Cleo Smith’s desperate mother has asked the burning question on the lips of the entire nation, as she asks her missing daughter – ‘my princess, where are you?’
Ellie Smith posed the harrowing question on Instagram on Thursday night as the sixth day of the desperate search for her little one comes to a close.
She posted a photo of her daughter and tagged a video created by thePolice to raise awareness of the $1million reward offered to anyone with information.
The reward comes as police reveal after six days of land, sea and air searches for the missing four-year-old they still have no ‘concrete suspects’ – but now believe she was likely abducted.
Cleo’s devastated mother posted a photo of her daughter and tagged a video created by the WA Police to raise awareness of the $1million reward offered to anyone with information
Ellie Smith asked the harrowing question at around 6pm on Thursday night as the sixth day of the desperate search for her little one (pictured) comes to a close
The $1million reward will go to anyone who has any information that could lead police to the culprit, who detectives fear snatched Cleo as her family lay sleeping.
Cleo disappeared from the family tent at the Blowholes campsite north of Carnavon in Western Australia between 1.30am and 6am on Saturday.
She, along with her mum, stepdad Jake Gliddon and baby sister Isla had only arrived for the weekend getaway hours prior.
Police now believe an abduction took place because the zipper of the tent was found undone at 6:30am, even though Cleo is too short to reach it.
WA Police Inspector Jon Munday said the height of the zip opening was a major factor in the possibility Cleo was now in the hands of an unknown third party.
‘The positioning of that zipper for the flap is one of the circumstances which has caused us to have grave concerns for Cleo’s safety,’ he said on Wednesday.
Ellie Smith made another harrowing statement at 6am on Thursday morning – exactly six days after she discovered her eldest daughter was missing
Ms Smith (pictured) woke up on Saturday morning to find her tiny daughter missing, as well as her red and grey sleeping bag, launching the search that has spread nation-wide
Ms Smith woke up on Saturday morning to find her daughter was missing, as well as her red and grey sleeping bag, triggering the search that has spread nation-wide.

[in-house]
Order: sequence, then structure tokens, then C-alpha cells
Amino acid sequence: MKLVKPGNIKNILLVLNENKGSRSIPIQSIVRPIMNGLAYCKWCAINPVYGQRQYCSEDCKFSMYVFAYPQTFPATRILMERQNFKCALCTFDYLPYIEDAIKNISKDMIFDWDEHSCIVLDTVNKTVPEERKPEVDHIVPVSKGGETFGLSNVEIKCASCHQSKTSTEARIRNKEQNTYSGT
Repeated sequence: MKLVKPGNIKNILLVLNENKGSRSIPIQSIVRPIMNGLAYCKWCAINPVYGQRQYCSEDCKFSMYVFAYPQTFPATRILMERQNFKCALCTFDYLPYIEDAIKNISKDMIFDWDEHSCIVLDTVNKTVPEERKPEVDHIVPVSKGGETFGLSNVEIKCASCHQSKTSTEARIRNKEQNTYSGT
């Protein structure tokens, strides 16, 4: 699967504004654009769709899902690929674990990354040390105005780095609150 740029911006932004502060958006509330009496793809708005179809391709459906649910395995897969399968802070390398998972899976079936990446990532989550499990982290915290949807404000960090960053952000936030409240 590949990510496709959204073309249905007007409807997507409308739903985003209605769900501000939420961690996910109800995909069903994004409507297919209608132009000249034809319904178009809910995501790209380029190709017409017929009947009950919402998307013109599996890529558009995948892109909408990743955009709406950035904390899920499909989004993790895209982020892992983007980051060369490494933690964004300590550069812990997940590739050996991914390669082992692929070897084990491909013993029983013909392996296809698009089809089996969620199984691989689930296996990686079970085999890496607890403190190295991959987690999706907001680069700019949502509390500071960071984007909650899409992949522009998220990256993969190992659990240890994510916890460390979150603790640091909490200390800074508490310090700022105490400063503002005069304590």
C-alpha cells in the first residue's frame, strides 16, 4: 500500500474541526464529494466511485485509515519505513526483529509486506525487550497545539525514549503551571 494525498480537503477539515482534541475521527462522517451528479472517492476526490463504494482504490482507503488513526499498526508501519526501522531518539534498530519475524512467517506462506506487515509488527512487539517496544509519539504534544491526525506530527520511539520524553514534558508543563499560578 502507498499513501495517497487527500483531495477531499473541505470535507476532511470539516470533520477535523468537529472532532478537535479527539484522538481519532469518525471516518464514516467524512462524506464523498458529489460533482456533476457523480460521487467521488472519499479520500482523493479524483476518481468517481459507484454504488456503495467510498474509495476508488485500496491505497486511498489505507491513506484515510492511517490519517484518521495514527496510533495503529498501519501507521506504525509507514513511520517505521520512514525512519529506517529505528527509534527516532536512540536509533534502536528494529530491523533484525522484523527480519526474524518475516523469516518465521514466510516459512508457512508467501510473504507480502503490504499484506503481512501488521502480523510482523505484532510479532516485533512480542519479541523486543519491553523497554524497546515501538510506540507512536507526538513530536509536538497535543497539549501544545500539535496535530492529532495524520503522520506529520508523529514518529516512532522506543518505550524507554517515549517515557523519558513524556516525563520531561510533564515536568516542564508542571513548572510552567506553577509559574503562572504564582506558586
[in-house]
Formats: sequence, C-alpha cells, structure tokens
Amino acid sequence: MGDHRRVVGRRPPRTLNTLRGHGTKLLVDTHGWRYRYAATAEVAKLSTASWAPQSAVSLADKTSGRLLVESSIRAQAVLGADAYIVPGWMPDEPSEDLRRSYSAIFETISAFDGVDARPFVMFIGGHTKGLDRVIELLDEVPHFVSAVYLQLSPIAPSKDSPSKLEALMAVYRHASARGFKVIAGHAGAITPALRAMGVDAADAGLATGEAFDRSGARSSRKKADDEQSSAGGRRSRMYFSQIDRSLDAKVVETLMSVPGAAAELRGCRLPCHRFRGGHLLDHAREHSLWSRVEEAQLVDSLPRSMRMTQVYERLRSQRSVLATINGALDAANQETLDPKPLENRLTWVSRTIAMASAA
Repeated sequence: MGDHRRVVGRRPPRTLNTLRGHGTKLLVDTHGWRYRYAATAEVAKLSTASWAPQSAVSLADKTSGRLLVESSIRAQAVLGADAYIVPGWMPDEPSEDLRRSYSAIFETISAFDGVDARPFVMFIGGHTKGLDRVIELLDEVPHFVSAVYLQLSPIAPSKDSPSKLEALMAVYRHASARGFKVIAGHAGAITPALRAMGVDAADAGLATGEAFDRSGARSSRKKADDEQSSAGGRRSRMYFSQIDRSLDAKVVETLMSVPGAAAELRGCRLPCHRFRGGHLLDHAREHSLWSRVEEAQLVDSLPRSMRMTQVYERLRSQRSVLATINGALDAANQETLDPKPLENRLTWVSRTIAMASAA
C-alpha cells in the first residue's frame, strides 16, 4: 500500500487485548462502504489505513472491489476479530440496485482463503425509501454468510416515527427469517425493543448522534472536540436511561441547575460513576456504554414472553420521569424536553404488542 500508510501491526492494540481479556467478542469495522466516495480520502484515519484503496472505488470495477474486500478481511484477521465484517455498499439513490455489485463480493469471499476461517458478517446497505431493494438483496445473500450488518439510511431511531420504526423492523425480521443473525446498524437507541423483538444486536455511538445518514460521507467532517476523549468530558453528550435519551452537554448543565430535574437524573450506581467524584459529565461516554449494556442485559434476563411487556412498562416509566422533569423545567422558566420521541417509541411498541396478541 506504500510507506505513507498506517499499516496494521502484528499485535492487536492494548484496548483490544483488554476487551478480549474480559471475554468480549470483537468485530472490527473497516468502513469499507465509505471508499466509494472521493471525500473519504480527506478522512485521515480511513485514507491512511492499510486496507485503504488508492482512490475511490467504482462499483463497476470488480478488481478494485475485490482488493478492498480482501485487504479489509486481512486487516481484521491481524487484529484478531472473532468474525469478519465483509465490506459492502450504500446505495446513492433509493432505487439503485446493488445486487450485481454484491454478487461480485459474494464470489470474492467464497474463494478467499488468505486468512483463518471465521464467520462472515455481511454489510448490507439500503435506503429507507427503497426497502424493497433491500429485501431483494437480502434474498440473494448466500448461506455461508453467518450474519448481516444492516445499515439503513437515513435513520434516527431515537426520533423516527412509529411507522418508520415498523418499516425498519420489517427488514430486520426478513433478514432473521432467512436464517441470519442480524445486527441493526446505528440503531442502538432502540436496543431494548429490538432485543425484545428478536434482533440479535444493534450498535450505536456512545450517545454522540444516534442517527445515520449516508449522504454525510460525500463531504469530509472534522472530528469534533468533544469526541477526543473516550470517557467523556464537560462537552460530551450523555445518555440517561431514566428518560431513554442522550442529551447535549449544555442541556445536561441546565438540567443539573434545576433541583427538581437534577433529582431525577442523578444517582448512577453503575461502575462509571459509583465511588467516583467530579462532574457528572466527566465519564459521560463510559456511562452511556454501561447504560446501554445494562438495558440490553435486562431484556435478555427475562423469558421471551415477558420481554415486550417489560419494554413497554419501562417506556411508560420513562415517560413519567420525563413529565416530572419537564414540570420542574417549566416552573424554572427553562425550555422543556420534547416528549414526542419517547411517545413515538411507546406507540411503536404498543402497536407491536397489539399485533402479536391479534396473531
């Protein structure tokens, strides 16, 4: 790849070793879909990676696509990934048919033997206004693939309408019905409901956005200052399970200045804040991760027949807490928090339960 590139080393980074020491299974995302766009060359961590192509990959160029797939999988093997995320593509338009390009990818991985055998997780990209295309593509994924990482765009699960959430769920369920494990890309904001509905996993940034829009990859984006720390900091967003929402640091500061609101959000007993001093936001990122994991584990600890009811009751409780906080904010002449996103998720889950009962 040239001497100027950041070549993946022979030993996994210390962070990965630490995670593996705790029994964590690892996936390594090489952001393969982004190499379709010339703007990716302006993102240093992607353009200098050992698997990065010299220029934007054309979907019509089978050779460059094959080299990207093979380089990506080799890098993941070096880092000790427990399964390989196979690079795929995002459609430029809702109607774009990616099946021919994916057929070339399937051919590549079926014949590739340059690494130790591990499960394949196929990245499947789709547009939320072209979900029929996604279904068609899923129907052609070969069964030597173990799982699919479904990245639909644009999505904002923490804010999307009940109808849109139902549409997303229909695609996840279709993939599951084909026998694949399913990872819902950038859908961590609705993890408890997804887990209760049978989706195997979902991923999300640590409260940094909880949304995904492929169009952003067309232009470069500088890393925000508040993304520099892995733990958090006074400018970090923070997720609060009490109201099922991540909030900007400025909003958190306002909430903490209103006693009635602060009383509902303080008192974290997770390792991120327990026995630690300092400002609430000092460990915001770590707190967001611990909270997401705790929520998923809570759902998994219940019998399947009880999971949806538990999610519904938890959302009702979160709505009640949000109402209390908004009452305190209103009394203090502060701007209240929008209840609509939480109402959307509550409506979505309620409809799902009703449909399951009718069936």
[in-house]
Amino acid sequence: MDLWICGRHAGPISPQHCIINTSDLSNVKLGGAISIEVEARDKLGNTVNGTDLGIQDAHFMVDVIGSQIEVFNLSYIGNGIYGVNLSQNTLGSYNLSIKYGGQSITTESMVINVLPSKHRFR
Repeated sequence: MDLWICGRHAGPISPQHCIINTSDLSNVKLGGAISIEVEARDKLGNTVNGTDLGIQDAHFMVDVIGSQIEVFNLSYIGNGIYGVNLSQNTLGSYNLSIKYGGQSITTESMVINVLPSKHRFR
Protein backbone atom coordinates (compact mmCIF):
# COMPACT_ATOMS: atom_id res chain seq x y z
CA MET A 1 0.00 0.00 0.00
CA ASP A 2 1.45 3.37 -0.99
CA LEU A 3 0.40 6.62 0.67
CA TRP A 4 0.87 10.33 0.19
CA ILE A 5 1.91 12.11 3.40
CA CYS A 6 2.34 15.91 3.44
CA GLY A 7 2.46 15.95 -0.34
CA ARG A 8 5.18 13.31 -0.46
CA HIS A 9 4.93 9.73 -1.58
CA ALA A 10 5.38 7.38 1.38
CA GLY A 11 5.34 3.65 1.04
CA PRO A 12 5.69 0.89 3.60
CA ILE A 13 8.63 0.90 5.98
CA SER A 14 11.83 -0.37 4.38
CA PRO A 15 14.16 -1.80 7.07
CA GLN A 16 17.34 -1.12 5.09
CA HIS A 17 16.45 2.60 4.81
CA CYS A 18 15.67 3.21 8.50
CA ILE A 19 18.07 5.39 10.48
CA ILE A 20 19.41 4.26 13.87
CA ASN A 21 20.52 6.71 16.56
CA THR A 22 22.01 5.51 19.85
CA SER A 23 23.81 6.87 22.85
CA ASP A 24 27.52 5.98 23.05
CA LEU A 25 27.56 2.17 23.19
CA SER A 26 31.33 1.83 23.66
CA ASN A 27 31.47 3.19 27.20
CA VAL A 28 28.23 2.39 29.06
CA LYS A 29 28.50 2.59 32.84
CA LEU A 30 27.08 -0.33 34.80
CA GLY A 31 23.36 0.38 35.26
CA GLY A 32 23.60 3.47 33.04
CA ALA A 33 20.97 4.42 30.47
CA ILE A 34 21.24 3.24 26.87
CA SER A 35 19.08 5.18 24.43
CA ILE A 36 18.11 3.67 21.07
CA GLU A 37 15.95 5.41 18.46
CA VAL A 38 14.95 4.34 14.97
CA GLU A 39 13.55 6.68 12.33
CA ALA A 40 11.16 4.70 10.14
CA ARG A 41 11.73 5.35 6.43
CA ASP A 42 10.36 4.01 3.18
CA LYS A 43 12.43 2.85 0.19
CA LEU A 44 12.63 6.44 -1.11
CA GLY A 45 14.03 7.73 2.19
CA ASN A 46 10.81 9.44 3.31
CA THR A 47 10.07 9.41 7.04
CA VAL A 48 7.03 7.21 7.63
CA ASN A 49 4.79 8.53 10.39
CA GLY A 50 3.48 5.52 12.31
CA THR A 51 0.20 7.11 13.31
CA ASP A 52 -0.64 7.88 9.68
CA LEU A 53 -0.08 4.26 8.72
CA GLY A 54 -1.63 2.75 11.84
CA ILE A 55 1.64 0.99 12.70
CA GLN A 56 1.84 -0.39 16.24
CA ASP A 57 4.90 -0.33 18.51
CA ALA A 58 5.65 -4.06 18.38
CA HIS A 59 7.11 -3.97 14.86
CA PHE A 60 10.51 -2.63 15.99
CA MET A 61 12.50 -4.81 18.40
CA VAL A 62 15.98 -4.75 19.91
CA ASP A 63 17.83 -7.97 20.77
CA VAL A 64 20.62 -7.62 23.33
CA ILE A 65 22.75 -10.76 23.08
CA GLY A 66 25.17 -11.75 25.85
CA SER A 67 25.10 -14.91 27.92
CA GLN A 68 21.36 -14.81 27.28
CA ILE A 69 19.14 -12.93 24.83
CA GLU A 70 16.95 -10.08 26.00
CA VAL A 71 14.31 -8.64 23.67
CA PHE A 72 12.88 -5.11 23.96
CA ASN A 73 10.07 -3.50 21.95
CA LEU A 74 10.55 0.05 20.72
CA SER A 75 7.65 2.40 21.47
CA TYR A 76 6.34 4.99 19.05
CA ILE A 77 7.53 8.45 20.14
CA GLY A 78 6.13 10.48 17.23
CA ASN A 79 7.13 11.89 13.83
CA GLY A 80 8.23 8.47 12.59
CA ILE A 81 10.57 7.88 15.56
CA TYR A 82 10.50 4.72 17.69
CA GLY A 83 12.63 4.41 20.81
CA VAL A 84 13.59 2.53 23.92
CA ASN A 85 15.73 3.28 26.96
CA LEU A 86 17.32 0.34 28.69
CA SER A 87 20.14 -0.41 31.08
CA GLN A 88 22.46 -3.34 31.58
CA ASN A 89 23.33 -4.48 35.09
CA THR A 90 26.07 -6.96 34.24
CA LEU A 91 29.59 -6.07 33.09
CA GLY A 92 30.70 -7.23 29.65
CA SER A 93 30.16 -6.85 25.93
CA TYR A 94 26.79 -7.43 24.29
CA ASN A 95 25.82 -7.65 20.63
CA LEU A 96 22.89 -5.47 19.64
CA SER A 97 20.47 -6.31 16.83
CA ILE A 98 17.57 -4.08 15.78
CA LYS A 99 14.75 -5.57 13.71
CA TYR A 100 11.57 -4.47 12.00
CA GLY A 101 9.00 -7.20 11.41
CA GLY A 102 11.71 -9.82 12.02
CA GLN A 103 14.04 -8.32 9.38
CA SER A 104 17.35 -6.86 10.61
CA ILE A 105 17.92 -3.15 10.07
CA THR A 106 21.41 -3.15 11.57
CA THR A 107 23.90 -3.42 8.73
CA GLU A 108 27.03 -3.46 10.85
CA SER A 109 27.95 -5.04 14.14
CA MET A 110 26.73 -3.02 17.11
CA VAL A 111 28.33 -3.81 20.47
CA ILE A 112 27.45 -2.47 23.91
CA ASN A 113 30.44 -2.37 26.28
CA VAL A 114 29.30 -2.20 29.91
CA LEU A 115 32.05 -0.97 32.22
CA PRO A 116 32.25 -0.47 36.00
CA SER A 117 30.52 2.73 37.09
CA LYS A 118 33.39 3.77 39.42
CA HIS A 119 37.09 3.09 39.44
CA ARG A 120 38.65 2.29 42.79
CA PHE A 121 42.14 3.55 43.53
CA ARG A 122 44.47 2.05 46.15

Police are still considering the possibility Cleo has been taken interstate, with other campers claiming they heard the sound of tyres screeching at 3am on Saturday.
Detective Superintendent Rob Wilde told reporters on Thursday WA Police have been in talks with all jurisdictions around Australia.
‘We have got the nation looking for Cleo. Today’s announcement is to say everyone needs to be looking for Cleo,’ he said.
‘Look at people who have acted strangely since the 16th (of October), look at people who have been in that area … ask questions.
‘We want to get this information out there and if anyone Australia-wide has information that could be relevant to the investigation, we ask that they call Crime Stoppers.’
Premier Mark McGowan announced the $1million reward would go to anyone who could give information on Cleo’s location, or lead to an arrest or conviction of those involved in her disappearance.
‘It’s a very sad situation, a very difficult situation,’ the Premier said on Thursday.
Police now believe an abduction took place because the zipper of the tent found undone at 6:30am was too high for little Cleo (pictured) to reach it
Mother Ellie Smith and step-father Jake Gliddon (pictured) were distraught during their first press conference since the disappearance of Cleo Smith on Saturday
‘I just urge anyone who has any knowledge of the location of Cleo, please provide that information to police and ensure that we can provide some certainty and information to Cleo’s loved ones and hopefully bring Cleo back safe and sound.’
From Friday, police will focus their attention on pursuing a criminal investigation rather than searching the vicinity of the Blowholes Campsite.
Homicide detectives from Taskforce RODIA will join the search as authorities keep an open mind for the possibility Cleo was taken by someone known to her.
‘Given the information now that we’ve gleaned from the scene, the fact that the search has gone on for this period of time and we haven’t been able to locate her … it leads us to believe that she was taken from the tent,’ Superintendent Wilde said on Thursday.
However, Inspector Jon Monday said teams would remain in the area until they were satisfied Cleo was no longer there, as well as her family who remain close-by.
Volunteers, local Indigenous bush trackers and mounted police returned to the campsite on Thursday, with over 100 police officers now involved in the operation.